What Do Those hCG Levels Mean?
Human chorionic gonadotropin (hCG) is a hormone produced by the placenta at the moment implantation first takes place. When you buy a home pregnancy test, this is the hormone being measured in your urine. If there is any hCG hormone in your body, then you are very likely pregnant. The hCG is detectable even before you miss your period with the new, highly sensitive tests now available in drug stores. A home pregnancy test does not give you a level of hCG hormone, it will just indicate whether it’s present or not.
A doctor will not routinely measure your hCG levels unless some type of problem is encountered, such as early bleeding or cramping. However, if an early transvaginal ultrasound performed between five and eight weeks’ gestation cannot identify a viable fetus, you will be sent for quantitative hCG testing. This testing involves having your blood drawn three times over three days.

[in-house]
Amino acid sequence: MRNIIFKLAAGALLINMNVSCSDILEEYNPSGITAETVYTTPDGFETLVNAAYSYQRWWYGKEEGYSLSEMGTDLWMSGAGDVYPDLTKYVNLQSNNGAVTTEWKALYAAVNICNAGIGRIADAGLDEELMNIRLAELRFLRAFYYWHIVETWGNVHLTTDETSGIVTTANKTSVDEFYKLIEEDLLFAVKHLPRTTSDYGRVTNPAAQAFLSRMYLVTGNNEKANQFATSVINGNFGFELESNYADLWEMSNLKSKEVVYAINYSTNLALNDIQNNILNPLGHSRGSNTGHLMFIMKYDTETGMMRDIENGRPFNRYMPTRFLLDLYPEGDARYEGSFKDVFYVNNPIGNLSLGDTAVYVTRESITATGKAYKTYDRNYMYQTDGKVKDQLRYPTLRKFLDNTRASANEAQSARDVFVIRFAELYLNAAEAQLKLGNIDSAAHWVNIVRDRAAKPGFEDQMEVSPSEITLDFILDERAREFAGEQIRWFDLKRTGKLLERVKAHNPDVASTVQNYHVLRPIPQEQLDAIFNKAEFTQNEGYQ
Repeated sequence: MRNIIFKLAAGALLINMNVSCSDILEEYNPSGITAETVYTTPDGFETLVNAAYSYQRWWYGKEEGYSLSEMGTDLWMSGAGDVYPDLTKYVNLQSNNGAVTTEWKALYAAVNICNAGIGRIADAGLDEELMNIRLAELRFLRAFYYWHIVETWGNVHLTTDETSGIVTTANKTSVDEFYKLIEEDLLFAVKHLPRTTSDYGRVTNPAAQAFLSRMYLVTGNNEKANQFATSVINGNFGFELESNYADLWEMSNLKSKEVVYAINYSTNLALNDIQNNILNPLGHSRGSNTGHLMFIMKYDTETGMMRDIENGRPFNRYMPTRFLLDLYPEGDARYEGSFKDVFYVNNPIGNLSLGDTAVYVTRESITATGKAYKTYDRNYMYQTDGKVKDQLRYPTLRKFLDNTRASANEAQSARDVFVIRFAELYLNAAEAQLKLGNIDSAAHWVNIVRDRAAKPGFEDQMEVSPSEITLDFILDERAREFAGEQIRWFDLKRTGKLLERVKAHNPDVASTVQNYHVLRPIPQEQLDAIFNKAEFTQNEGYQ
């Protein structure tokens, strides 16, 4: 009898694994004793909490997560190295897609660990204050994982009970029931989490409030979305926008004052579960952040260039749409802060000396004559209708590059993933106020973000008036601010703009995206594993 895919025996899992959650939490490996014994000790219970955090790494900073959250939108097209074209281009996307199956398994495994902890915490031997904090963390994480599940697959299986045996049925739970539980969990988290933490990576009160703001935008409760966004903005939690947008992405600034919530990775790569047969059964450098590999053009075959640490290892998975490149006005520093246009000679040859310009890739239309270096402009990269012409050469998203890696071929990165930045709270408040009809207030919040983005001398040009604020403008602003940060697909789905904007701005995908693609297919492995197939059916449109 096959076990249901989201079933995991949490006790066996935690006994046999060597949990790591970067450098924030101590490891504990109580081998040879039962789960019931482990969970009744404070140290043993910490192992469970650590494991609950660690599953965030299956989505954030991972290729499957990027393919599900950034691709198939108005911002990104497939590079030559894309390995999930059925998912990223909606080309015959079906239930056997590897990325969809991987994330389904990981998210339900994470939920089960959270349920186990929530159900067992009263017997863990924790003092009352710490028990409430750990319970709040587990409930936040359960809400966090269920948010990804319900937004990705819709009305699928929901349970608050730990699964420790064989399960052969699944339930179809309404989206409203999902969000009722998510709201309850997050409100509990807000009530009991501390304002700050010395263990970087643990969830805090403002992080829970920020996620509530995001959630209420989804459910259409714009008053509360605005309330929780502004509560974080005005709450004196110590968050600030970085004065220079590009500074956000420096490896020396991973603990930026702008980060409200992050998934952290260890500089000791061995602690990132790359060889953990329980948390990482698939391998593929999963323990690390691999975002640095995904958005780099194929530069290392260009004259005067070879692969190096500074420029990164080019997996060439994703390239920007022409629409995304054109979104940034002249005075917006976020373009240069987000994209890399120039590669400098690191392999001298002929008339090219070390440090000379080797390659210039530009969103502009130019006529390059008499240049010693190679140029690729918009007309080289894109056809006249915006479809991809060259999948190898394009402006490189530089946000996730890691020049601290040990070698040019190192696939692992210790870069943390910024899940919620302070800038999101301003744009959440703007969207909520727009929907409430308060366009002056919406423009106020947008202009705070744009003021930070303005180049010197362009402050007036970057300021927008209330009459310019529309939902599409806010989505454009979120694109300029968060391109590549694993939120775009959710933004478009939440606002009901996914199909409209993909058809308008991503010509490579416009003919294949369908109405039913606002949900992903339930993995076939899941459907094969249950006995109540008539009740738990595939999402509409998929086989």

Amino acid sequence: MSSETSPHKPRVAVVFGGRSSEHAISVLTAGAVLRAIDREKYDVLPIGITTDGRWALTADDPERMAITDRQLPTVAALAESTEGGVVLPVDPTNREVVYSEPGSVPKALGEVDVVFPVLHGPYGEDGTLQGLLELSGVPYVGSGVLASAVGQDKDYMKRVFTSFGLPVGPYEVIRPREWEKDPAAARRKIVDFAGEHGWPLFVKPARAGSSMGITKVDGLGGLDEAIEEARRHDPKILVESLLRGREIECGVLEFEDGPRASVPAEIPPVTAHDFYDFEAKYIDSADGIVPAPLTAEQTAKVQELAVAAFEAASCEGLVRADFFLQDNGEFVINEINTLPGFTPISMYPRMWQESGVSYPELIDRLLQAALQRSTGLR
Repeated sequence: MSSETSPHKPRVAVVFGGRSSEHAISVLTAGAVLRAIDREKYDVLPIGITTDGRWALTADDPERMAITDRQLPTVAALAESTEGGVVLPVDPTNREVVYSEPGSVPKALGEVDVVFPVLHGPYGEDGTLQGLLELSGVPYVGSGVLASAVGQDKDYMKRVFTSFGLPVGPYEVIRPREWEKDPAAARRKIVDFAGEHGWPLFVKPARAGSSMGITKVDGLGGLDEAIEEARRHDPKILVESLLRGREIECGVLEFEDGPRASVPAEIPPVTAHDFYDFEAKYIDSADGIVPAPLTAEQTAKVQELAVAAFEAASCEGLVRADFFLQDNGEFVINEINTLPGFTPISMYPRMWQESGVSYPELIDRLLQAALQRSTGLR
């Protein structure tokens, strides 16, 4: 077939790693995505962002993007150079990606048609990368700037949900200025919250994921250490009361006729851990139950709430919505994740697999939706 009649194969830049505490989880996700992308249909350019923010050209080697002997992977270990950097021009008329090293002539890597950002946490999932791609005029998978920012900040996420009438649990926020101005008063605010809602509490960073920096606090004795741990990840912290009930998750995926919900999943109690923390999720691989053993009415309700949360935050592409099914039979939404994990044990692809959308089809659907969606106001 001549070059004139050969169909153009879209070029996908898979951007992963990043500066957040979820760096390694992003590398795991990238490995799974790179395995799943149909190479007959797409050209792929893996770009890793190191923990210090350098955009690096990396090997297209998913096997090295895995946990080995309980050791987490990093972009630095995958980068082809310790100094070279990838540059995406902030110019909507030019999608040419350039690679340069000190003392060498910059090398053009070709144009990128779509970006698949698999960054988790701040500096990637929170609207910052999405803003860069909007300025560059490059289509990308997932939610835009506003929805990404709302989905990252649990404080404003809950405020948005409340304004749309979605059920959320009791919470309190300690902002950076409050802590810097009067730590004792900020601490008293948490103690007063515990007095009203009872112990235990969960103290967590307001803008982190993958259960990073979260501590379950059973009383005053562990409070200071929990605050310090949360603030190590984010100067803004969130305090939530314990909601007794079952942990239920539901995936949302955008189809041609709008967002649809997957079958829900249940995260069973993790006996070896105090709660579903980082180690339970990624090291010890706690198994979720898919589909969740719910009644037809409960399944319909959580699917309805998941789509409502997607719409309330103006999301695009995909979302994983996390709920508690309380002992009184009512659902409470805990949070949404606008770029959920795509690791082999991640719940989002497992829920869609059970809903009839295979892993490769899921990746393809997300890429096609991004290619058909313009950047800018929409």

Detectable levels of hCG start at 5 mIU/ml during the first week of gestation. In a healthy pregnancy, blood levels of hCG will double every 36 hours. There is a great variation in hCG levels. The level itself doesn’t matter as much as the rate of change in the level. So if your doctor reports a low number after your first quantitative hCG, do not be discouraged. As long as the number doubles, this would indicate a viable pregnancy. Falling hCG levels always indicate a non-viable pregnancy.
About Dr. Charles Hux:
Dr. Charles Hux attended Case Western Reserve School of Medicine and completed his residency in obstetrics and gynecology and a fellowship in maternal-fetal medicine at Thomas Jefferson University. He received a master’s degree in genetics from Rutgers University. He maintains a private practice in Sea Girt, NJ and is primarily affiliated with Monmouth Medical Center in Long Branch, NJ. His articles have appeared in American Journal of Obstetrics/Gynecology, Prenatal Diagnosis, New England Journal of Medicine and Genetics.
For the last eight years, he has been the current resident “multiples doctor” on The Learning Channel’s A Baby Story.